“I had the good fortune to witness and photograph a White-throated Kingfisher (Halcyon smyrnensis) diving into the water to bathe. This happened in slow moving water along a canal (above, below).
“The kingfisher dipped into the water six times, each time taking a short flight along the canal before plunging into the shallow water. Each dip lasted only one to two seconds in the water. After each plunge, the water was agitated by the dive as well as by the furious movements of the immersed bird shaking to clean itself underwater.
“The bird was seen emerging out of the water in a different direction from its pre-dive flight path. It returned to land and rested for a while before continuing with its bath.
“After the 4th dip, the bird was seen flapping its wings and shaking away water. After the fifth dip, the bird was preening and seen reaching its preen gland. It then did a scratch with its left leg extended over its left wing (above).
“Not satisfied, it went for a sixth dip before flying to perch on the railing along the canal (left). There, it shook away the water and stretched out its wings to dry itself under the morning sun. The strikingly colourful wings and fluffy flank feathers that covered its wings partially was quite a sight. After five minutes, it looked upwards into the sky before flying away. ”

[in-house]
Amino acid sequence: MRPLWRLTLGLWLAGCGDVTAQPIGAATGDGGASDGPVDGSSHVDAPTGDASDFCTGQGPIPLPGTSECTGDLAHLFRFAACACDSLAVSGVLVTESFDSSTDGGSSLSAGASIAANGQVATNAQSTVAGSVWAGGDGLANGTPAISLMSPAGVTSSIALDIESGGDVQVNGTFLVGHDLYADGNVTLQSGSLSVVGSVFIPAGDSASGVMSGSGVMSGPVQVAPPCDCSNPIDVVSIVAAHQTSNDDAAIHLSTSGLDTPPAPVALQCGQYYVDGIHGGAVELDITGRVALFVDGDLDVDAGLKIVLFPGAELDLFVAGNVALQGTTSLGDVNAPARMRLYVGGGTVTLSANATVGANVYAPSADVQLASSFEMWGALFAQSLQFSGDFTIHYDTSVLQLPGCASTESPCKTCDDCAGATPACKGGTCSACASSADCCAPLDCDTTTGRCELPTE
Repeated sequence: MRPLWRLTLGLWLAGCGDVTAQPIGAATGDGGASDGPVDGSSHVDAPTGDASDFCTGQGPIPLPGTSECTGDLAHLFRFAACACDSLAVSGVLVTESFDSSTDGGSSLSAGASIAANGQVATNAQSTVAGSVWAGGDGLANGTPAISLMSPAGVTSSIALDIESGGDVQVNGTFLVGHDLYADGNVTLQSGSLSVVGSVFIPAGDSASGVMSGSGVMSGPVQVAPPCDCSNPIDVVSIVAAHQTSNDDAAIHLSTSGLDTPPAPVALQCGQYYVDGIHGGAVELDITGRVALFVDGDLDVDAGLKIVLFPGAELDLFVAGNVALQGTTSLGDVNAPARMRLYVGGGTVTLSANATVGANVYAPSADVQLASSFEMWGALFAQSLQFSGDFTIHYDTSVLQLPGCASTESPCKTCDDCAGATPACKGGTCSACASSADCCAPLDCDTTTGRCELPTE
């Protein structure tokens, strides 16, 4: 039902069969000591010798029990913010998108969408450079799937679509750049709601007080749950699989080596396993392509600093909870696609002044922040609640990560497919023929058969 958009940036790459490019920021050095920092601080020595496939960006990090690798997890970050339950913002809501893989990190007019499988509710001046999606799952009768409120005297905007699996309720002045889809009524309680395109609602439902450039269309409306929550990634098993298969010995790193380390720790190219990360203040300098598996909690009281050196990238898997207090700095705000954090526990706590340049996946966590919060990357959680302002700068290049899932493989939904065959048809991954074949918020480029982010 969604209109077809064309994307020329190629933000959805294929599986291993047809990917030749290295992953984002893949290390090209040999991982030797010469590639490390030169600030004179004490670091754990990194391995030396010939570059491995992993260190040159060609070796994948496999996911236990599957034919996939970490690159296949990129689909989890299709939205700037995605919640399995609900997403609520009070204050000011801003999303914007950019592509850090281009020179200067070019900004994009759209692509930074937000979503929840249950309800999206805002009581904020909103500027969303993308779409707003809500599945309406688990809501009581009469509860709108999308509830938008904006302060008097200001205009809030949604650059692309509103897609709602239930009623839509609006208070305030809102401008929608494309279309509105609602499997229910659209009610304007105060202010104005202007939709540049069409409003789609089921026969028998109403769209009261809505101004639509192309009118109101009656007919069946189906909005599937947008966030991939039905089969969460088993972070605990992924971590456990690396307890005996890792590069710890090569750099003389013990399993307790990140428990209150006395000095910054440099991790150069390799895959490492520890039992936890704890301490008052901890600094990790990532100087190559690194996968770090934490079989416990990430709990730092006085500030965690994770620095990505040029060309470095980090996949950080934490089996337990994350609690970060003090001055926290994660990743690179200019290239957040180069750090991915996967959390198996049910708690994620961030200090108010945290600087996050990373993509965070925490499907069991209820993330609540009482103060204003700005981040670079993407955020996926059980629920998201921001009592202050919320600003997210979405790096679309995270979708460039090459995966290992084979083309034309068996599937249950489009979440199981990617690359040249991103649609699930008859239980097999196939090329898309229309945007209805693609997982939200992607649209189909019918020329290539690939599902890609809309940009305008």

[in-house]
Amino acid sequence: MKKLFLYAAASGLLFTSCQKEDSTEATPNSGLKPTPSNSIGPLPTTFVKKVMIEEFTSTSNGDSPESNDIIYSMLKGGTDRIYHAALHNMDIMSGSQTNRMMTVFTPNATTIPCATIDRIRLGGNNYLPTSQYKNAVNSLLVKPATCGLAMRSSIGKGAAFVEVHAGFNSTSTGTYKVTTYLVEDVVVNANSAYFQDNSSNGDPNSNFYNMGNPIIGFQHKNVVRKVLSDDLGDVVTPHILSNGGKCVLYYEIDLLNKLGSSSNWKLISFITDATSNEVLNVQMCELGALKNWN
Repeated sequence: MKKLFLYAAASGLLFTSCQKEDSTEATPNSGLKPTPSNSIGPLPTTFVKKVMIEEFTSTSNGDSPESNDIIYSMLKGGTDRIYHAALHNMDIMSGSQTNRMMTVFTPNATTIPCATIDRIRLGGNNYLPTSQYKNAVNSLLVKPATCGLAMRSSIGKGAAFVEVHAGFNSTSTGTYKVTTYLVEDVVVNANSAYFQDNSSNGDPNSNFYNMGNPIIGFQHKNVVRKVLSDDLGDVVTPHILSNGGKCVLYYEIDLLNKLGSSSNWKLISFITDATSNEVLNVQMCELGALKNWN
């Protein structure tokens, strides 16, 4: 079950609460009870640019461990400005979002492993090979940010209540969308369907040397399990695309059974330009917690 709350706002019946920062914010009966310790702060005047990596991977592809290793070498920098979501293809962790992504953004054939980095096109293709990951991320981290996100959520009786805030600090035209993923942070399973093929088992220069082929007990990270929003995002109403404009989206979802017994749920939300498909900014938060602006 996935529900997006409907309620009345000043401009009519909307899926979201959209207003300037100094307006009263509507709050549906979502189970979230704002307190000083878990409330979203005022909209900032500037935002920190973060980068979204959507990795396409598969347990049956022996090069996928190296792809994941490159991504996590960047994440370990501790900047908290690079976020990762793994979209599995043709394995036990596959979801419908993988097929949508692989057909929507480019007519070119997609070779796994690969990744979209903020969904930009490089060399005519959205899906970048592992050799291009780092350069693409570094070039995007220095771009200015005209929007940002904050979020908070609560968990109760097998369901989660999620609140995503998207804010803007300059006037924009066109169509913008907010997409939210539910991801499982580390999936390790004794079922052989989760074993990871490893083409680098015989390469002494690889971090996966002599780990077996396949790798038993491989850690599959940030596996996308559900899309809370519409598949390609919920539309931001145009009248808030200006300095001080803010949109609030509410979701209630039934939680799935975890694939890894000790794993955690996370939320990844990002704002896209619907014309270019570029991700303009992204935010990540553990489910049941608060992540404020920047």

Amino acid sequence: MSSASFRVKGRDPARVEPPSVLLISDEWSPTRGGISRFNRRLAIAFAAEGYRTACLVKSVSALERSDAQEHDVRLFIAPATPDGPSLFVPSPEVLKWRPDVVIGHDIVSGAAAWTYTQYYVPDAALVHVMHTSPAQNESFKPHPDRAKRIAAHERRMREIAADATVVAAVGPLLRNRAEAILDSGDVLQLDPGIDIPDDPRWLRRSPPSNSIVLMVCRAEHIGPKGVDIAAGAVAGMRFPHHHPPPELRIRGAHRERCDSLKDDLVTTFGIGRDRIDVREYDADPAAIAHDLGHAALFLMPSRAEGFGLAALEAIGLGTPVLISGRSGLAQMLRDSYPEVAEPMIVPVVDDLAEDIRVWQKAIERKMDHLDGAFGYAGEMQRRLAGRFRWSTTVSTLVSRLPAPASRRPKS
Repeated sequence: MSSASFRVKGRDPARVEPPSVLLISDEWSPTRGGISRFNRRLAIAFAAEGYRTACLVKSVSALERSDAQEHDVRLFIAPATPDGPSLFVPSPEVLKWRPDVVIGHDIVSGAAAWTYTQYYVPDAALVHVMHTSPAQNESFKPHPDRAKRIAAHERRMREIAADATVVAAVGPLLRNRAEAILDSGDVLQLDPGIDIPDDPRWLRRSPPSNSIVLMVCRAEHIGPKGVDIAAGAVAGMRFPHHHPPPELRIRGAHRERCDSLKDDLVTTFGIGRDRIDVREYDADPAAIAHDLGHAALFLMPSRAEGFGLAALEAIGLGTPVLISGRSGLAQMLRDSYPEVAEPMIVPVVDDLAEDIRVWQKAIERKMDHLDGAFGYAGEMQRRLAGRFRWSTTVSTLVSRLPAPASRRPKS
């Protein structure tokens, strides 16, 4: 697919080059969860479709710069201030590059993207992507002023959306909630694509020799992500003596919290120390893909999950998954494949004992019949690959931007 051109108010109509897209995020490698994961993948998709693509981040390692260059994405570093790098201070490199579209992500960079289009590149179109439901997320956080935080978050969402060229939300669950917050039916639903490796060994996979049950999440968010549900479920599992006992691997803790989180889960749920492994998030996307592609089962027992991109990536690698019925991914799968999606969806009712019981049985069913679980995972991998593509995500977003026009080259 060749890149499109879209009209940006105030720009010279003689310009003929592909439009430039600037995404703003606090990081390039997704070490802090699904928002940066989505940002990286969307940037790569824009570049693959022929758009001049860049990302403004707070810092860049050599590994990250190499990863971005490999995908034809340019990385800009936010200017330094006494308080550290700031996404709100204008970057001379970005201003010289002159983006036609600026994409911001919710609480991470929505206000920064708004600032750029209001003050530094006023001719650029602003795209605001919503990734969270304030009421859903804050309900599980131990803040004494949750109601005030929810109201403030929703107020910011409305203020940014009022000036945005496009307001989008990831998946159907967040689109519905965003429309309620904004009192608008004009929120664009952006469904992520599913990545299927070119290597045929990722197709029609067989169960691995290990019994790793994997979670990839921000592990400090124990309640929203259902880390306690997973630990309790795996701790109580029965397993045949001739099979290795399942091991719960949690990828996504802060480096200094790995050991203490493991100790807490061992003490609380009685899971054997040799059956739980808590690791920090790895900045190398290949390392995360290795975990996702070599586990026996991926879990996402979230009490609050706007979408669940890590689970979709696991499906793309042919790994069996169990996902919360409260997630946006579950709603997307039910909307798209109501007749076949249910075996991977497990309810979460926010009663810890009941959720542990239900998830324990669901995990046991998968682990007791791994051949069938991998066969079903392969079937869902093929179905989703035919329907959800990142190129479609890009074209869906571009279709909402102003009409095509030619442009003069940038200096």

Kwong Wai Chong
19th December 2009
According to Woodall (2001), “Many kingfishers bathe by dipping in and out of water, after which they move to a loafing site, such as a shady tree, in order to preen. White-throated Kingfishers dip from a low perch into a shallow pool to bathe. They return almost immediately to the perch, where they vigorously shake themselves and wipe the bill on the branch, but they do not then preen. This action may be repeated four or five times.” This observation shows that the kingfisher did preen, but not after each dip in the water.
Woodall, P. F., 2001. Family Alcedinidae (Kingfishers). In: del Hoyo, J., A. Elliott & J. Sargatal (eds.), Handbook of the birds of the world. Vol. 6. Mousebirds to Hornbills. Lynx Editions, Barcelona. Pp. 130-249.